Spears of light slant into the half-closed orbs I call my eyes, simultaneously drying the caked blood on my leg, warming my bare body. I blink, and shake myself awake. If I do not find food today, I will die. So would the Old Gray: one look into the bloodshot eyes, empty and dull, and the truth is clear.

There is no hope for us.

I crawl away from the hollow in the ground, away from the rivulet. I force my eyes to focus on the boulders ahead of me, knowing that the trip would produce agony, disappointment.

What lay beyond?

I crawl, hand by hand, haltingly because of the bad leg. I lost track of time: I only knew that the sun had grown hotter and more unbearable, an oven warming up to roast a turkey. My knees and heels of my hands are raw: I know because I look at them. They have no feeling. It is as if my mind was on vacation, leaving my battered body, giving me a break from the hell I was suffering before.

Disconnected thoughts traverse my mind, irrational, gloomy, and depressing. I could not think straight: I do not want to. What use was there to think, to live?

I reach the boulder, but I do not comprehend it. I press on, passing it, until sheer necessity halted me. My jaw, tight with exertion, slackened and dropped in surprise and terror. I moved back wards until I leaned against the other side of the boulder.

There is nothing beyond where I am now. Nothing but empty space. It is a dead end. A cliff to kill myself hurtling down a chasm so deep and far I could not see the bottom. Death is at my side, goading me on. I reel from the thought—a simple pill to end all my troubles.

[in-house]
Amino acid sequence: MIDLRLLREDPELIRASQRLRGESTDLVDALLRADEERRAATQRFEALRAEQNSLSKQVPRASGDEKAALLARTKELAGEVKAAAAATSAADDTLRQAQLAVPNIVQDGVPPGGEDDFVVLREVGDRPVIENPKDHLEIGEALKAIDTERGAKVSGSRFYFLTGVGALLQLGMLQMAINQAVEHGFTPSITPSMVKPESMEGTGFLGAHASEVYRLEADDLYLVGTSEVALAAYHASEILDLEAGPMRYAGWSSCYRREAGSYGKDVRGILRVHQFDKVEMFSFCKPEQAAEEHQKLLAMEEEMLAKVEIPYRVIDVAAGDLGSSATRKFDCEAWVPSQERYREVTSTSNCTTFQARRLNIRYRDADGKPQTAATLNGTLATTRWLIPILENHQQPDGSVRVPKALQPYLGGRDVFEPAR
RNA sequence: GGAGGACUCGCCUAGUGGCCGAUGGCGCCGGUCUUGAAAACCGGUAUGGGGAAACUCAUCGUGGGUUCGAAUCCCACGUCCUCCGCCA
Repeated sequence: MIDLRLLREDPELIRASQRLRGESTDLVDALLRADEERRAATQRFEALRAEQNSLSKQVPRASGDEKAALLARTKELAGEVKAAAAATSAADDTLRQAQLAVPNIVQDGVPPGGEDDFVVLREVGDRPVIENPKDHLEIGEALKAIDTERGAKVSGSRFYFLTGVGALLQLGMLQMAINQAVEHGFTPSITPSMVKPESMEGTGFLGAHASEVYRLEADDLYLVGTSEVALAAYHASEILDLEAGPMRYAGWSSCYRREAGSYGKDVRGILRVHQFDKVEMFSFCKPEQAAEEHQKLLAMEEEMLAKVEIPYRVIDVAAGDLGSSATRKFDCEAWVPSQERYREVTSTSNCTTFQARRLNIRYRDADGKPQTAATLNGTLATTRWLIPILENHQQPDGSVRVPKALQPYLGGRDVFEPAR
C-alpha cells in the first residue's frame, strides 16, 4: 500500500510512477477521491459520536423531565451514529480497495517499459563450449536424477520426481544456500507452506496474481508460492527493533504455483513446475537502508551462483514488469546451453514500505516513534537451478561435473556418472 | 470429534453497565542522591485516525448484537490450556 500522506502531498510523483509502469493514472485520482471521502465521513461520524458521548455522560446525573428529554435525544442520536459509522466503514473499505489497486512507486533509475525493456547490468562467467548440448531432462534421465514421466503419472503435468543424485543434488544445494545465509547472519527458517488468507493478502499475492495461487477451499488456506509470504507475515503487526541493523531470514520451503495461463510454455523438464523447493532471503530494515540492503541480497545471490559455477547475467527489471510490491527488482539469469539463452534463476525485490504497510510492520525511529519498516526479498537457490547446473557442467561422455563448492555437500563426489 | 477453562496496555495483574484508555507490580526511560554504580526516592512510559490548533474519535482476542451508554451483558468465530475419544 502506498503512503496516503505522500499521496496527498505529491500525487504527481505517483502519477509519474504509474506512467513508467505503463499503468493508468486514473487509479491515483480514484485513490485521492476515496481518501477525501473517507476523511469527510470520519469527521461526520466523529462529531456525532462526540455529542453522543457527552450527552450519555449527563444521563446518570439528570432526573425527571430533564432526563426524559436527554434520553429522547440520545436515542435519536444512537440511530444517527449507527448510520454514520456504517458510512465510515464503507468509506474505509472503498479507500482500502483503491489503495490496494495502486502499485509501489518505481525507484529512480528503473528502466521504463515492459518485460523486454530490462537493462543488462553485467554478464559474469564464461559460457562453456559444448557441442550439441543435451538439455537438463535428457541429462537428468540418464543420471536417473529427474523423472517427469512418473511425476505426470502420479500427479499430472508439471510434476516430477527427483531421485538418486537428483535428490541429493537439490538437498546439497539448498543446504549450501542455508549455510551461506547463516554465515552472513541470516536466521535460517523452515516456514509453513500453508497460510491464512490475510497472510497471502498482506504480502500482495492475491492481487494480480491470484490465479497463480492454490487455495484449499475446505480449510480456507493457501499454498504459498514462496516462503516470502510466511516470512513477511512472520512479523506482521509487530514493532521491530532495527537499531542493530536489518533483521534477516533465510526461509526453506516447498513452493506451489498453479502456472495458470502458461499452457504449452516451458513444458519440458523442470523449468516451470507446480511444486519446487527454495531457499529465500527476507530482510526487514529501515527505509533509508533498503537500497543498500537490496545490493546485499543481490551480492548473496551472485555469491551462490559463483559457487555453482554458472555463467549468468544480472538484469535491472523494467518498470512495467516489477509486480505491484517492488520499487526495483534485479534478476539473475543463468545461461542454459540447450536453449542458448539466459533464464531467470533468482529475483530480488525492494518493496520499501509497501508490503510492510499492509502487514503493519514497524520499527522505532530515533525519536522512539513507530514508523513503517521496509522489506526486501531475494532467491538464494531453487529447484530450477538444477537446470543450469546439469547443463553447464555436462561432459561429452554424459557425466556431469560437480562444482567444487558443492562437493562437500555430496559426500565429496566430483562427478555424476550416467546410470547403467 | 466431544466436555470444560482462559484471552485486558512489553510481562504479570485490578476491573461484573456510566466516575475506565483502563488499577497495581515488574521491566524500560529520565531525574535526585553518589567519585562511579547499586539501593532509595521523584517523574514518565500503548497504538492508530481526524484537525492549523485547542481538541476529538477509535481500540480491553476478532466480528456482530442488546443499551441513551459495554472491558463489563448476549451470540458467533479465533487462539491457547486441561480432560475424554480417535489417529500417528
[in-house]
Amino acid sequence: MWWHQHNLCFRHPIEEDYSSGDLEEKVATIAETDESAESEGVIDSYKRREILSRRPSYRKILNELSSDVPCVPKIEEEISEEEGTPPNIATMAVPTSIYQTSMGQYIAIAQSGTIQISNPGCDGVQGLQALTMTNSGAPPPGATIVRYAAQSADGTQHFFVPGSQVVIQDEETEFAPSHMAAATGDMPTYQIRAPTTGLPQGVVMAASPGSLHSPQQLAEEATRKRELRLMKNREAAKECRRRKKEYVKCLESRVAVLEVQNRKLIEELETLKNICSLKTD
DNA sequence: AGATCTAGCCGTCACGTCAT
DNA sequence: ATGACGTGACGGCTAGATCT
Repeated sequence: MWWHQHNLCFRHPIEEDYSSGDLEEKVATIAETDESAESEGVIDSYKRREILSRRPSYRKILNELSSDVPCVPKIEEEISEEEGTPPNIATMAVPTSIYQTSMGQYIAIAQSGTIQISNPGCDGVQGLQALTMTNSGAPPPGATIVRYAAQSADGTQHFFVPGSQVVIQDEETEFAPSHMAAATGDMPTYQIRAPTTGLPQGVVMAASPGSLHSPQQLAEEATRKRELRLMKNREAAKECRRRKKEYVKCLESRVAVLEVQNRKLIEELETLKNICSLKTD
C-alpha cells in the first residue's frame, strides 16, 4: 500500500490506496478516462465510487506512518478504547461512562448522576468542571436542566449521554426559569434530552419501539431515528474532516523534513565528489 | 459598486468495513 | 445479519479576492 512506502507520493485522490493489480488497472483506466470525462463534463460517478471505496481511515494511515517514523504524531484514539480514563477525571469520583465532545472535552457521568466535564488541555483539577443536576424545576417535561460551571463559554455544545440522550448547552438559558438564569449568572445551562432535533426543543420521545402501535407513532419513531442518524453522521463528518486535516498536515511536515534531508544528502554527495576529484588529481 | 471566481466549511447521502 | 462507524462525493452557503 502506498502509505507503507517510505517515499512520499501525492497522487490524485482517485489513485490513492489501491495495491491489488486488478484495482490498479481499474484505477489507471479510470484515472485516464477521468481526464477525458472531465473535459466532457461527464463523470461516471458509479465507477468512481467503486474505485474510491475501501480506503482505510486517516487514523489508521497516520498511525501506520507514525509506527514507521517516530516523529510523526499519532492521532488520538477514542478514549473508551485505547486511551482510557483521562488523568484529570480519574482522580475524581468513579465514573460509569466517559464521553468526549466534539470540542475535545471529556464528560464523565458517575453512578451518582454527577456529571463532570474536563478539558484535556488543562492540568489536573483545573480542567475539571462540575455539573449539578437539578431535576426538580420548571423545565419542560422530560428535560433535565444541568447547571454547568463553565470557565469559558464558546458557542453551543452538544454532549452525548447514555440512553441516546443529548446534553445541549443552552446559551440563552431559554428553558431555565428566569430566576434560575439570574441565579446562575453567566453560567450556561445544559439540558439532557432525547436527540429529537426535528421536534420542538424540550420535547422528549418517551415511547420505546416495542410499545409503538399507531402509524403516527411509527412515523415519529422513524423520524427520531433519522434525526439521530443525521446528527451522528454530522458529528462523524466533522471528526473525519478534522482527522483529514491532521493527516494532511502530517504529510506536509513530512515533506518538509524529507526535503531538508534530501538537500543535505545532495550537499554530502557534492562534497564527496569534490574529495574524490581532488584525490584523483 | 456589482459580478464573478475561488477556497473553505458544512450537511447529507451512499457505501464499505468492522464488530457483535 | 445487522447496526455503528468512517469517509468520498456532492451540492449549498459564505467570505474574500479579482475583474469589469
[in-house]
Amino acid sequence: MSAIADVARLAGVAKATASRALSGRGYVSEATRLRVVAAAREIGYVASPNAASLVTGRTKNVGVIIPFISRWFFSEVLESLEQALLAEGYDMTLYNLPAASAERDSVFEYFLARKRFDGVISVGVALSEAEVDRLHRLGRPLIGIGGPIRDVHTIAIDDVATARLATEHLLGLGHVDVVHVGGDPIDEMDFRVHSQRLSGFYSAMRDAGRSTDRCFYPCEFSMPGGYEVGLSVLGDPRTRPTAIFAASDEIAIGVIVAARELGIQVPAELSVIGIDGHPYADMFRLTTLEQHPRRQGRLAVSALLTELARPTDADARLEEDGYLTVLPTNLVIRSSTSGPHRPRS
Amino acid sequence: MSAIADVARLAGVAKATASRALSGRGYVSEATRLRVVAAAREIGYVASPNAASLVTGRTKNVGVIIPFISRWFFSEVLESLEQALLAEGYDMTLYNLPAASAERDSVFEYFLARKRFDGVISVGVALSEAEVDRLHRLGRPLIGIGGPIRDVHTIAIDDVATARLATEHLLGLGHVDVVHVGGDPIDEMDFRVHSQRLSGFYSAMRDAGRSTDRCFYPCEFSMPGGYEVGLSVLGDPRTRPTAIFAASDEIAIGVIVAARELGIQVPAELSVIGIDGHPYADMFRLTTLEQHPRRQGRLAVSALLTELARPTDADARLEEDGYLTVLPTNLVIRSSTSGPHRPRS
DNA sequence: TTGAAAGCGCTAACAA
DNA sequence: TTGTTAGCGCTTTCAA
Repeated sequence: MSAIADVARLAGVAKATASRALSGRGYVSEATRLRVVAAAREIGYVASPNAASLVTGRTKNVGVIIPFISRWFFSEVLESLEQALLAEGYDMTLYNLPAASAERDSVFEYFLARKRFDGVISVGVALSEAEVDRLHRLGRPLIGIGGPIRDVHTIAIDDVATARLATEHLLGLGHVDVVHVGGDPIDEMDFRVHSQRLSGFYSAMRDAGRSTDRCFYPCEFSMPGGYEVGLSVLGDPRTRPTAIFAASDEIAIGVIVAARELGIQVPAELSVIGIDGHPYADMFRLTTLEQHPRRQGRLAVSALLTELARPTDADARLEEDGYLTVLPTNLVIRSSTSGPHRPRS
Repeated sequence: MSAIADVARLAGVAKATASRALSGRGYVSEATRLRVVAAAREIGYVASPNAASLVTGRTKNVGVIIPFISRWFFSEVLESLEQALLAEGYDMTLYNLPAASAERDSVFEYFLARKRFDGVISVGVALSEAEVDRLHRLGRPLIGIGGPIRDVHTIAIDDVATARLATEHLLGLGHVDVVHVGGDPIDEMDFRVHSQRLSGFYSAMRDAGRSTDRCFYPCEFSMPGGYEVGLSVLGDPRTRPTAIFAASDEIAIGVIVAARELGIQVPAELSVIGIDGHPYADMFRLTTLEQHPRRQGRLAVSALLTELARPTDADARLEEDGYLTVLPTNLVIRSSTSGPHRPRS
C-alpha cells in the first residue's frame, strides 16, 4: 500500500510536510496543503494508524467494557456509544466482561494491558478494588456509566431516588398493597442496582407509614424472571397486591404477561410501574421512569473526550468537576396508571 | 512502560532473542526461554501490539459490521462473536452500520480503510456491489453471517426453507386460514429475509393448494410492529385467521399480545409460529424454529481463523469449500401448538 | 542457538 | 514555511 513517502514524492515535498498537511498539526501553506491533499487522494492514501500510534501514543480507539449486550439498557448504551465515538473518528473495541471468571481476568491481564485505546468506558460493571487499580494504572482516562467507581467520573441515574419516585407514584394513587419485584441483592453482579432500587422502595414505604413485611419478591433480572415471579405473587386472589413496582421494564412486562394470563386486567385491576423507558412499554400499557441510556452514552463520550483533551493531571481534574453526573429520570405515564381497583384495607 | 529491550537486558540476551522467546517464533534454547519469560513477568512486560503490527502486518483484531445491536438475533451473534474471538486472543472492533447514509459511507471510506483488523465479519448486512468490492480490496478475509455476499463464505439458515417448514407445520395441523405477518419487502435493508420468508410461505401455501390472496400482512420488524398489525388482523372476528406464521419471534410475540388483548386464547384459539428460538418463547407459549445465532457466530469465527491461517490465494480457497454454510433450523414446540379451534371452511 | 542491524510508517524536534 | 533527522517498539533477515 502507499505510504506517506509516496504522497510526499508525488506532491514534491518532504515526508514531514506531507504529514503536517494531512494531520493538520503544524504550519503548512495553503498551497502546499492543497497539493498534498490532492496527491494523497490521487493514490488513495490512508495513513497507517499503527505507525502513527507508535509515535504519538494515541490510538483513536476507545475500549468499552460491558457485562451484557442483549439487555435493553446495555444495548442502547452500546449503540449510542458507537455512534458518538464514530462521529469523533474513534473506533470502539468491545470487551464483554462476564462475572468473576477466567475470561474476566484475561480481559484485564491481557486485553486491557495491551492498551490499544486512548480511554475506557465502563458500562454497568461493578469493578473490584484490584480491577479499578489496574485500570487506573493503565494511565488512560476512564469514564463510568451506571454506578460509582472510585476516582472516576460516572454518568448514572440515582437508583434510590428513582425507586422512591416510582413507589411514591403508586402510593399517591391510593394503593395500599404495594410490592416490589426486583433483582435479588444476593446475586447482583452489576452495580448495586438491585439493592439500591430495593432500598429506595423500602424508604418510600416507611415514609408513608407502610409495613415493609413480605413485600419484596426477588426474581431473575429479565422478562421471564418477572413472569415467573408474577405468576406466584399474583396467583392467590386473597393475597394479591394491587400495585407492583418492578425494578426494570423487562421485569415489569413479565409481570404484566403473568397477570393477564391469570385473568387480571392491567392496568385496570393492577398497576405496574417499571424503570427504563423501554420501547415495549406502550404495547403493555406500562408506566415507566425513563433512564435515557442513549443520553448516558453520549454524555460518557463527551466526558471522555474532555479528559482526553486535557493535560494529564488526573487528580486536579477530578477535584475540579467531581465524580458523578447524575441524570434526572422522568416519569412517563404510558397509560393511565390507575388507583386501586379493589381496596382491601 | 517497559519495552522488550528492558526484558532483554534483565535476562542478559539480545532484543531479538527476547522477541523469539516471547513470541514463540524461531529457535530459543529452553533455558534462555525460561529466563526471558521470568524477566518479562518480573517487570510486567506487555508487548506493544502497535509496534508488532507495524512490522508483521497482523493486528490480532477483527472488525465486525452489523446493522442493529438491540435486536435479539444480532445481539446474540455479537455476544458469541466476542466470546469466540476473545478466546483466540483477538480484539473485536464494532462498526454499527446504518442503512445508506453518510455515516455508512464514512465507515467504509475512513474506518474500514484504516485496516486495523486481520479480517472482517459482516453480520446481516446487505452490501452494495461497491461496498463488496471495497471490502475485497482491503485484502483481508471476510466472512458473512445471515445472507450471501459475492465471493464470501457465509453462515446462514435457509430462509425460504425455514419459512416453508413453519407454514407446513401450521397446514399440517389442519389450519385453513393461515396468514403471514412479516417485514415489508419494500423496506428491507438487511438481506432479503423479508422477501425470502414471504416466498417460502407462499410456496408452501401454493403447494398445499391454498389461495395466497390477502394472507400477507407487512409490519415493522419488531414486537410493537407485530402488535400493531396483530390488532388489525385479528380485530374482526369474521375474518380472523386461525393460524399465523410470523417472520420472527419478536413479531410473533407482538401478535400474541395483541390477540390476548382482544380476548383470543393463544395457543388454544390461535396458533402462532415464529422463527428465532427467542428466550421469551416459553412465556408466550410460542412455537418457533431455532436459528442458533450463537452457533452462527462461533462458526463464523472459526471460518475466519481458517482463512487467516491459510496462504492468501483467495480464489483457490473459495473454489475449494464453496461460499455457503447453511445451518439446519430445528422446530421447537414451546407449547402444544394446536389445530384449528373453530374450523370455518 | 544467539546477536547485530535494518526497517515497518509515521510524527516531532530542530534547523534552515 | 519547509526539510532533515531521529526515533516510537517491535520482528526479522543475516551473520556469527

I remember my vow, and crawl away.


I see its tail in the shadow of the rock, feeling the ripple in the water above it. A fish the size of my thumb... a fish nonetheless. I plunge my hand into the frigidness and felt the creature tremble in my grasp… then a twist, a slip, and he was free.

I slam my head on the ground. Life was so near. Would it be like this forever?

I wait.

Another tail is swishing, so gently I strain to make out its precise location. It is within reach. I will act fast this time. My hand shoots into the water. The mud rises, the clean water turning dark. I cannot see if the fish has escaped. But something squirms in my hand. I back grip tightly, and throw it onto the shore beside me.

It is a small fish. It tempts those who have not eaten for centuries to fight for it, fighting to survive.

I stun the fish with a rock, and bite into the warm flesh. In a minute, the fish would be gone. I will live. Old gray would die. I hear him, charging toward me, and intent on the scent of blood.

There is not enough for both of us. Yet both of us are starving. Without the food, both of us would die.

It was a question of which.

I tear the fish in half.

Odelia Chan has been writing for roughly two years, working as a college student fulltime and squeezing in daily minutes to work on her first novel, a submarine/political thriller. She loves to snuggle up with a hot cup of herbal tea and great book in hand. She has dreamt of being a published author ever since she first learned to write in pre-school.